Aldehydes are highly reactive chemicals that are common pollutants and human metabolites. However, the vast majority of aldehydes’ biological functions are unknown.
We believe that endogenous aldehydes are key regulators of human biology. Given their chemical reactivity, it is likely that aldehydes can affect multiple biochemical pathways by reacting with DNA and proteins. However, it is currently unclear what reactions occur in human cells and how these reactions affect human biology at the molecular and systems levels.
Recent pioneering work has revealed a potential function for aldehydes in human ageing. These studies using mouse models suggest a link between genotoxic aldehyde stress and the p53 response, leading to early cell senescence. This is a hallmark of premature ageing (Wang et al., Mol. Cell, 2023). While these findings are extremely exciting, there is currently little known about the underpinning molecular mechanism. Identifying this mechanism is essential as it would redefine our understanding of human ageing and could lead to the development of anti-ageing therapies.
Defining how aldehydes induce cell senescence requires the development of a simple and robust cell model where (i) cellular aldehyde levels can be easily modulated and quantified, and (ii) where the molecular mechanisms underpinning senescence, e.g. p53-dependent pathways, can be analysed in a sensitive and controlled manner. This project therefore aims to establish such a cell model and to use it to discover how aldehydes affect ageing-related biology.
Objective 1: To establish human cell lines where endogenous aldehyde levels can be manipulated.
The project will generate cell models deficient in aldehyde metabolism. These cells will be immortalised but ‘normal’ cells (unlike normally used cancer-derived cells), which will make them ideal for studying senescence-related biological pathways in healthy models without inducing senescence. Derivatives of these cells will also be generated with single and double knock-outs of ADH5 and ALDH2, which are key aldehyde-metabolising enzymes. This will enable us to test how aldehyde metabolism affects ageing.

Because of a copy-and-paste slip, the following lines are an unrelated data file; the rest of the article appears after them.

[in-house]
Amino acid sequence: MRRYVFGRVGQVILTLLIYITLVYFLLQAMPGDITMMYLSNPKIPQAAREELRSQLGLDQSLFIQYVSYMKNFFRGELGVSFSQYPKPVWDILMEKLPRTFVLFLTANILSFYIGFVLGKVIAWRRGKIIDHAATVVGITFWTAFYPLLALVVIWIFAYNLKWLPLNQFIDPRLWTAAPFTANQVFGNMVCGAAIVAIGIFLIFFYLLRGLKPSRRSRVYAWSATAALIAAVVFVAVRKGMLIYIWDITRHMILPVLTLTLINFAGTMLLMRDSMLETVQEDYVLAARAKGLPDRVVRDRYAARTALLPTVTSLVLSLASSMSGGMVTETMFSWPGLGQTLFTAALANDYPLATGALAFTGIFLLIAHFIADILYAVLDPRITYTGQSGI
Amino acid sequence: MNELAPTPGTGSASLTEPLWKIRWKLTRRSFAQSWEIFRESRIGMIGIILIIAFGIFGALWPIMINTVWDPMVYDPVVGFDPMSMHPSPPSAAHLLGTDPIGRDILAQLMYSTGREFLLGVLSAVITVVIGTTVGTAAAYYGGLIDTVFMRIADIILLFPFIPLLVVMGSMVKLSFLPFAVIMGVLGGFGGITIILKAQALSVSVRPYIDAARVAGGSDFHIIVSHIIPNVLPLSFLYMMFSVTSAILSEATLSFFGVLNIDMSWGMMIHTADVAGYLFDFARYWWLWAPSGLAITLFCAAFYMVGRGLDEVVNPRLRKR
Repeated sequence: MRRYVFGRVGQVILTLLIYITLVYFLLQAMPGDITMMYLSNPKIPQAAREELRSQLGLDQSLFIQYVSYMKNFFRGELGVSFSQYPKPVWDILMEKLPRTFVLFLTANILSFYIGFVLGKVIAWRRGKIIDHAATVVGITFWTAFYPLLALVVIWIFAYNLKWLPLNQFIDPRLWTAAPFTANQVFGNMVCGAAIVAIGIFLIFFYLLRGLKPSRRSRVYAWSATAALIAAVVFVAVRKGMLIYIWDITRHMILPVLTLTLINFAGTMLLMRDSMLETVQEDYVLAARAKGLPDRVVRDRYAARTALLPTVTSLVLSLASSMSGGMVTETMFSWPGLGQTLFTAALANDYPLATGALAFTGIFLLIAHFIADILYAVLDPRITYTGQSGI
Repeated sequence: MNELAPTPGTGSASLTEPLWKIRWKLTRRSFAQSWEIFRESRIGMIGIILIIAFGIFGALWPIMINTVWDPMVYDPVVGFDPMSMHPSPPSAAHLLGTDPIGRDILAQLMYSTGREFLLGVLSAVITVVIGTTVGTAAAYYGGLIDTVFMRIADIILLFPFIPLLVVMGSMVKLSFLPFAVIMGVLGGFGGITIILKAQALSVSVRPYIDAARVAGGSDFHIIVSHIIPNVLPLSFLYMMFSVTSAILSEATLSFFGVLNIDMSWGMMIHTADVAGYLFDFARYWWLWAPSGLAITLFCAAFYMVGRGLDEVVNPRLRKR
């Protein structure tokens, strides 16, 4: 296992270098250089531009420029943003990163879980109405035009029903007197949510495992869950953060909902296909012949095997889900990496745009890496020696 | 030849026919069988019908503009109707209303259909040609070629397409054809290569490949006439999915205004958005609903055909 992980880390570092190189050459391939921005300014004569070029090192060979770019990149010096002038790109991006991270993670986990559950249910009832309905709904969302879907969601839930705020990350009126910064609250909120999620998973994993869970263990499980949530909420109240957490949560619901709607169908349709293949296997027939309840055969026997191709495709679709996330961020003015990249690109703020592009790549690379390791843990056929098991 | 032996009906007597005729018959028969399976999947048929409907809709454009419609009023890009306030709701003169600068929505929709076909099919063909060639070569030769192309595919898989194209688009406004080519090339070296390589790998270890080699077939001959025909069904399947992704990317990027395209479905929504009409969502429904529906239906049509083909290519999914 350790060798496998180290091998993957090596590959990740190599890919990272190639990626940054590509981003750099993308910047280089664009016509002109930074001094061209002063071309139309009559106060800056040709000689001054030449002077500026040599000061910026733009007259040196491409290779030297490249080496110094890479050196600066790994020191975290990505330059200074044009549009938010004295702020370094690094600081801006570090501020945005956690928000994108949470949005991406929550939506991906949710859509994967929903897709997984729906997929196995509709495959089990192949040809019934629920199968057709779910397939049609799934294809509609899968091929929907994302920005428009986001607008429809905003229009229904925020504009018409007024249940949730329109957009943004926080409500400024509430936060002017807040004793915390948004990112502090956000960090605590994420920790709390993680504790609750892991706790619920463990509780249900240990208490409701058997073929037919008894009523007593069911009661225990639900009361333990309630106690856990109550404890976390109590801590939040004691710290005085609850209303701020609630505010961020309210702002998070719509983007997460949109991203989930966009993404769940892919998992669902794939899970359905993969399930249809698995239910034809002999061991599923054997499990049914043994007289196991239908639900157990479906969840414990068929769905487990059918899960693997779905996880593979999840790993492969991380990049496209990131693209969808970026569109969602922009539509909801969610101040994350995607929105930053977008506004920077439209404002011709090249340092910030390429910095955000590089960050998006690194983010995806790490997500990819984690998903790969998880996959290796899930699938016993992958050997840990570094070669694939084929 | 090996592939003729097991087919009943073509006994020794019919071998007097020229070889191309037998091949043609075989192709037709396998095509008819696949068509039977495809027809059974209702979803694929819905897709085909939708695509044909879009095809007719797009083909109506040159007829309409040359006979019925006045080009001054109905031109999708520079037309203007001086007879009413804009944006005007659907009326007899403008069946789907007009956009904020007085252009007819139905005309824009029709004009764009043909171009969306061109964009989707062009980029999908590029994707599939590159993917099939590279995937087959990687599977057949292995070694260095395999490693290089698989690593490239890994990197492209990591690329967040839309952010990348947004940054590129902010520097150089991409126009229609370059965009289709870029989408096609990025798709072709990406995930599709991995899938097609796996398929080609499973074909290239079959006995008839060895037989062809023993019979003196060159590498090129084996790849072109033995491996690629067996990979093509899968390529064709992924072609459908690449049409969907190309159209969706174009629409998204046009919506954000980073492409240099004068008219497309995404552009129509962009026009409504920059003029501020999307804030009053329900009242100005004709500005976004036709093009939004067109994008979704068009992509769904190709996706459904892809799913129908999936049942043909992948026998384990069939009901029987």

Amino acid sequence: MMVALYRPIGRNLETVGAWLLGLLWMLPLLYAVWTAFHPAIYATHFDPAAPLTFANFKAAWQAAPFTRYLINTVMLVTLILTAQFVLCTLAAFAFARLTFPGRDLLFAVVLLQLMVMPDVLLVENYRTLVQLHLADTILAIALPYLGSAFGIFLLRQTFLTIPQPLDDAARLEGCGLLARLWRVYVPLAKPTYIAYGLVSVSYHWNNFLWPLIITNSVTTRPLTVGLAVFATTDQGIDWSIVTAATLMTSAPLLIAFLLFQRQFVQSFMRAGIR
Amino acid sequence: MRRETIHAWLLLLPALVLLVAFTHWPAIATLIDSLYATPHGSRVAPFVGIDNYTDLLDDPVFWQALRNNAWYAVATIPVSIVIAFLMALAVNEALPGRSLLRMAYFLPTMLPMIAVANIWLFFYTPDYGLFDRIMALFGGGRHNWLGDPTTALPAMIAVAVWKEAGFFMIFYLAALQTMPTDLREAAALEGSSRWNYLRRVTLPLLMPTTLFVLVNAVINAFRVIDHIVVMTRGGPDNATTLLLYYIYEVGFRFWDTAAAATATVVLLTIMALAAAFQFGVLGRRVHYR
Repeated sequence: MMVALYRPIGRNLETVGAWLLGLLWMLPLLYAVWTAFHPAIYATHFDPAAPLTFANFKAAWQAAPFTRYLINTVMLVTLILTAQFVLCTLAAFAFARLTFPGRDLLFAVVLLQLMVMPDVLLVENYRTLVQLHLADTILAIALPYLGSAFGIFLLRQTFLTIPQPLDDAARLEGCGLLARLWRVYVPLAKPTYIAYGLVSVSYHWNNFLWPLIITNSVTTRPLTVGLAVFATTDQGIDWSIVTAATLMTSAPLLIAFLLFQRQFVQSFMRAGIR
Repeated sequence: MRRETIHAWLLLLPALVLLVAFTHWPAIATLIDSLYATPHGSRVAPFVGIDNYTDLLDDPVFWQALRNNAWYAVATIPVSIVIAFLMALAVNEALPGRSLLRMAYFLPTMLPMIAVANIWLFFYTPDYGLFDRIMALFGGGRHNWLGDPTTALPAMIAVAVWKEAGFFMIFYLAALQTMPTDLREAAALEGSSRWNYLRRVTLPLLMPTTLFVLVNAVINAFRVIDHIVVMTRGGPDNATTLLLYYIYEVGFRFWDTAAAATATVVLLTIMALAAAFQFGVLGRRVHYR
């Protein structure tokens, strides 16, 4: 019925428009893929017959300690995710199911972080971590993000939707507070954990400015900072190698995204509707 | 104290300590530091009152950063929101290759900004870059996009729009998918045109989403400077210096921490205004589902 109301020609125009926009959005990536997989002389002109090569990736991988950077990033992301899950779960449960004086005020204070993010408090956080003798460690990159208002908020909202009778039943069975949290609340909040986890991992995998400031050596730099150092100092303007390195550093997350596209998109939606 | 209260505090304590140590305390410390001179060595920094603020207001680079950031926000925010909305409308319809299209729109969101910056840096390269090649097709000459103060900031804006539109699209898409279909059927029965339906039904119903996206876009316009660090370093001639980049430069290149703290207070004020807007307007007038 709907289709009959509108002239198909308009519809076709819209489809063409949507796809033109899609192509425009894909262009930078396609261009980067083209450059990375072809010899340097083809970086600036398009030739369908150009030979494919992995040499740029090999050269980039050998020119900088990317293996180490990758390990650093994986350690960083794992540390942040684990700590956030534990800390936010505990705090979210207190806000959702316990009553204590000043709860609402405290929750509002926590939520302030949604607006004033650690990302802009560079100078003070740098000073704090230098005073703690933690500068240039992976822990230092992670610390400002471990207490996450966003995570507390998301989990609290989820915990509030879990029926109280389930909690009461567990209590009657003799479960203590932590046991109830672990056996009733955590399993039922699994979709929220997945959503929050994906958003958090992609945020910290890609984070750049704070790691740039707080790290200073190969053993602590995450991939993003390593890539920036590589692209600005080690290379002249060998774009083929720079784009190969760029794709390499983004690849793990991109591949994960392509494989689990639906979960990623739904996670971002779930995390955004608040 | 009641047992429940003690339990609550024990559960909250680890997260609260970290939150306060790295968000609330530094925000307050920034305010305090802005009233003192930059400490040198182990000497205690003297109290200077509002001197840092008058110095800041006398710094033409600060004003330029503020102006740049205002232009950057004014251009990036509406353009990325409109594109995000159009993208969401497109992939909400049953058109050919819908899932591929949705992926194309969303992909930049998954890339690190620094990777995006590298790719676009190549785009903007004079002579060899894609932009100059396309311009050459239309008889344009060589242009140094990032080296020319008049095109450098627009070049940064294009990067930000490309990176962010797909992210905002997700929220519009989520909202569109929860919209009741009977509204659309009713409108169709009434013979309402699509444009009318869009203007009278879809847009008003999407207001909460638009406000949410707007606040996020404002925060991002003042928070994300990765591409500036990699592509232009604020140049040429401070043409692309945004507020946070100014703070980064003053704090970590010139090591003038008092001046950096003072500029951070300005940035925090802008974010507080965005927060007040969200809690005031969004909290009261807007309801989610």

Objective 2: To develop methods to modulate and quantify cellular aldehyde levels.
The project will develop methods to both deliver aldehydes to cells and to quantify cellular aldehyde levels in response to aldehyde exposure and to knock-out of aldehyde metabolism enzymes. This work will build on existing research in the Hopkinson group with formaldehyde-releasing small molecules and formaldehyde detection methods. The releasers and detection methods will ultimately be used in cell assays (see below).
Objective 3: To study the effects of aldehydes on ageing-related cell functions
The project will determine the aldehyde sensitivity and aldehyde metabolism efficiency of the cell models using reported cytotoxicity assays and NMR studies on cell lysates. The project will also study the effects of aldehydes and aldehyde releasers (see above) on cell cycle progression and p53-dependent biological pathways. These studies will include analysis of p53 levels and downstream markers of p53 induction. Any changes will be correlated with aldehyde levels using the aldehyde quantification methods. The status of DNA damage will also be assessed, while late work will test whether combinatorial exposure to aldehyde releasers and p53 modulators induces any synergistic effects. Overall, these studies will give unprecedented insight into the role of aldehyde in p53 biology and ageing.
Techniques that will be undertaken during the project
· CRISPR-Cas9-mediated gene editing
· Cell culture
· Organic synthesis
· Spectroscopic techniques, most notably NMR spectroscopy and mass spectrometry
· Western blotting
· Cell cycle analysis, including flow cytometry
· Indirect fluorescence microscopy
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